As a Medical Assistant, you play an important role in the doctor-patient visit. You help the patient feel at ease and assist the doctor during an exam or procedure. And because every patient is different, your routine can vary from day to day. Your duties can also differ, depending on the practice, the doctor, and the needs of the patients. So, while your typical day may not be just like this mock schedule, it’s a good indicator of what you might expect:
7:30 AM -Begin the Work Day
Many doctor’s offices open at 8 a.m., but don’t you want to be the first to arrive? Open the office, settle in, and prepare for the doctor and patients. Check your email and voicemail for messages and respond to any urgent requests. Review the schedule to get an idea of what you can expect from the day and have the proper medical records ready. Take a few minutes to tidy up the waiting room. You may want to wipe down chairs, tables, and other frequently-touched surfaces. Before the first patient arrives, you’ll also prepare the exam rooms. Make sure the necessary first aid items, such as cotton pads and bandages, are fully stocked and that the doctor’s tools are already in the room.
8:00 AM -Check-In with the Doctor
When the doctor arrives, they’ll want to check in with the team. Communication is essential in the workplace, so use morning check-ins to your advantage. Ask the doctor questions, provide important reminders, and discuss any problems that you might encounter with a patient or vendor.
9:00 AM -First Patient Arrives
Before your first patient arrives, pull up their medical record. It’s critical that medical records are accurate. Check for any recent blood tests, physicals, X-rays, or any other important information the doctor may need to diagnose or treat the patient. Have those items available in the patient chart.
When the patient walks in, make eye contact and greet them with a smile. Provide them with the forms they need to fill out and ask if they have any questions. While they fill out the paperwork, let the doctor know that their first patient has arrived and double check that the exam room is ready.
9:30 AM -Take Patient Vitals
While some Medical Assistants perform either office or patient services, some do both. In a small practice, you may be the person to collect forms and then bring patients to the exam room. There, you take and record the patient’s vital signs and note them in the chart. Throughout your interactions, you’re calm, reassuring, and pleasant. The patient may feel anxious or upset, but you can ease their fears by answering their questions and walking them through what will happen next.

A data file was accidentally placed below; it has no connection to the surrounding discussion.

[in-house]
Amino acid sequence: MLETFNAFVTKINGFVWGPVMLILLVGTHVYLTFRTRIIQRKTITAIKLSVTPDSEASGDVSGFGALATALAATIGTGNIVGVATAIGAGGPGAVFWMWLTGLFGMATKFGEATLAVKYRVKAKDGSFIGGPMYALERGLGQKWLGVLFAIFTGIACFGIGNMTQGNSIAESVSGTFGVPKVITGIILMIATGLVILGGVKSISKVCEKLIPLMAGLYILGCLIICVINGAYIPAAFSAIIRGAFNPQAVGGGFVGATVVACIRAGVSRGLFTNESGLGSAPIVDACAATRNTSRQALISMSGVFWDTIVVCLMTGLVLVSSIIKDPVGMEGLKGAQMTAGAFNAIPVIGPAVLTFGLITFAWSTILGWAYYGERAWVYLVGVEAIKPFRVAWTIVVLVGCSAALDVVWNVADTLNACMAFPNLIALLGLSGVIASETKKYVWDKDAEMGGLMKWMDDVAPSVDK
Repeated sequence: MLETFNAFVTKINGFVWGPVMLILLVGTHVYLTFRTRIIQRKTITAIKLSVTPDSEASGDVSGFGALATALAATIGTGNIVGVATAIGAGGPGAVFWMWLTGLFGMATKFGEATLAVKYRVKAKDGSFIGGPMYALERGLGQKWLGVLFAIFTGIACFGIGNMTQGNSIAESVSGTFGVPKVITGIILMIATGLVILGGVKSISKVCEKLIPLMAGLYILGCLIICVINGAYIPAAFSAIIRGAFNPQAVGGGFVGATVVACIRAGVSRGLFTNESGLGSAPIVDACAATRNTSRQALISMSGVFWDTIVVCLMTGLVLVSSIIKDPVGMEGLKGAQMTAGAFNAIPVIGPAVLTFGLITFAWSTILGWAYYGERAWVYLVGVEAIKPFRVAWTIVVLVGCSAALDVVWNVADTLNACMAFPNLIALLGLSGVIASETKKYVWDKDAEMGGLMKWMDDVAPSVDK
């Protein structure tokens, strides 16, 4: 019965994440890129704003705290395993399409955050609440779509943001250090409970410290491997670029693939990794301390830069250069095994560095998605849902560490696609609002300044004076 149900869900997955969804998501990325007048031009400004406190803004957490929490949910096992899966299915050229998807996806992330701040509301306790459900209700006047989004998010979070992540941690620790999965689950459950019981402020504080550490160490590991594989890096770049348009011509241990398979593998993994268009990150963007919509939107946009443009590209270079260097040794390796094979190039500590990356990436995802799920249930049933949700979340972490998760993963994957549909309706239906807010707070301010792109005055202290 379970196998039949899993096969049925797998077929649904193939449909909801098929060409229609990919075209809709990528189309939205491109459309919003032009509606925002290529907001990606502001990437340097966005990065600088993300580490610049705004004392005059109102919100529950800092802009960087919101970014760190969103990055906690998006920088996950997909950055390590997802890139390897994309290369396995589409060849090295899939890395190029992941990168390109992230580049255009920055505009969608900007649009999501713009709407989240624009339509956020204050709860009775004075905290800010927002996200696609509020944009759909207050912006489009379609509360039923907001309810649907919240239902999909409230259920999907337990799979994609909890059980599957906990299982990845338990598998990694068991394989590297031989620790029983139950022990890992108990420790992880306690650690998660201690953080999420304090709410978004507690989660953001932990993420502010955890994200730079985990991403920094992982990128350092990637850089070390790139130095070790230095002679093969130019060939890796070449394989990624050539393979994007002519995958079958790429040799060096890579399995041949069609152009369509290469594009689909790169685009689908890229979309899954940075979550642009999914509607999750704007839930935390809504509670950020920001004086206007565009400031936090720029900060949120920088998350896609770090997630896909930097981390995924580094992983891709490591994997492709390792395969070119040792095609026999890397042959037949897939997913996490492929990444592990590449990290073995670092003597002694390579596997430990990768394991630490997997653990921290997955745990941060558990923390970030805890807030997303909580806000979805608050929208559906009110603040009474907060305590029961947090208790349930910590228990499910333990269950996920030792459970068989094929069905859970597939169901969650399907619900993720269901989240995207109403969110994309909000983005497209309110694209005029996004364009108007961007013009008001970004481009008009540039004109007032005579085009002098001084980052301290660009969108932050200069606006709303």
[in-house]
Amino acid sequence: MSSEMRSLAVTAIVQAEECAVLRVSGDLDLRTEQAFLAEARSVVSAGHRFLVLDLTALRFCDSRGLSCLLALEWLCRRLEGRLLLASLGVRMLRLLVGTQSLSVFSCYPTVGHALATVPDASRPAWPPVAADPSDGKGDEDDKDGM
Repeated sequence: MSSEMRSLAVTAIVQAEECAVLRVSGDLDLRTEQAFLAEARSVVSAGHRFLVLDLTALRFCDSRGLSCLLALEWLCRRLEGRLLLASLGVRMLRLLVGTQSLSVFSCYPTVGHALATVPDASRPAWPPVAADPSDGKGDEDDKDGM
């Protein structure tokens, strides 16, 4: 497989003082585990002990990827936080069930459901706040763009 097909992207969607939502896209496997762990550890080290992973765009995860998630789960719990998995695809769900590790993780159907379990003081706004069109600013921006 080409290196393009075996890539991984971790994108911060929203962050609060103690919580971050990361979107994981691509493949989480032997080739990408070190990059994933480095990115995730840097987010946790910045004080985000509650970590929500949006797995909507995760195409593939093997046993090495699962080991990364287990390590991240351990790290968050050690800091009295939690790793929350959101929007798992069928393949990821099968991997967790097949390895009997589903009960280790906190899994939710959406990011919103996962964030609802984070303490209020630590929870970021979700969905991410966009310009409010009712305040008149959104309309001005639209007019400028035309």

As you repeat the process with each patient, you’ll notice that the pace can quickly pick up. In between greeting patients, showing them to exam rooms, and taking vitals, you may also need to answer phones and assist with emergencies that arise.
11:30 AM -Lunch
To keep up with the fast pace of the job, it’s important to take time to rehydrate and refuel. Use your lunch break to relax a bit and mentally prepare for the rest of the day.
12:00 PM -Schedule Appointments
After break, check your email and voicemail for messages you may have missed. Return important calls and schedule patient appointments. Also confirm patient appointments for the next day.
1:30 PM -Assist the Doctor
The influx of scheduled patients may slow down in the afternoon. While morning appointments may have been routine check-ups, in the afternoon, you might need to assist with minor emergencies or procedures, such as stitching a wound or removing a small growth.
Before the procedure, prep the exam room. Make sure all surfaces are clean and that the appropriate tools are sterilized and laid out for the doctor. Take the patient’s vital signs and explain what they can expect during the procedure. Once it begins, hand the doctor the necessary tools and be responsive to their needs. When the procedure is complete, you may need to bandage the area and provide the patient with instructions on how to care for the area that was operated on.
2:30 PM -Administer Vaccinations
Another responsibility you might have during the pandemic is to administer COVID vaccines, booster, and flu shots. While many people have used pharmacies, clinics, and vaccination sites, the doctor you work for might provide the service for their patients.
3:30 PM -Check Supplies
Before you leave for the day, check your stock of both medical and office supplies and note what needs to be reordered. If you don’t have time to place the orders, make a note to do it the next morning.
4:30 PM -Clock Out
At the end of the day, check your email and voicemail one last time and then clock out.
If you’re ready to begin a career as a Medical Assistant, contact Charter College today. We offer a Certificate in Medical Assistant that can prepare you for an entry-level job in the field. Call 888-200-9942 or fill out the form to learn more.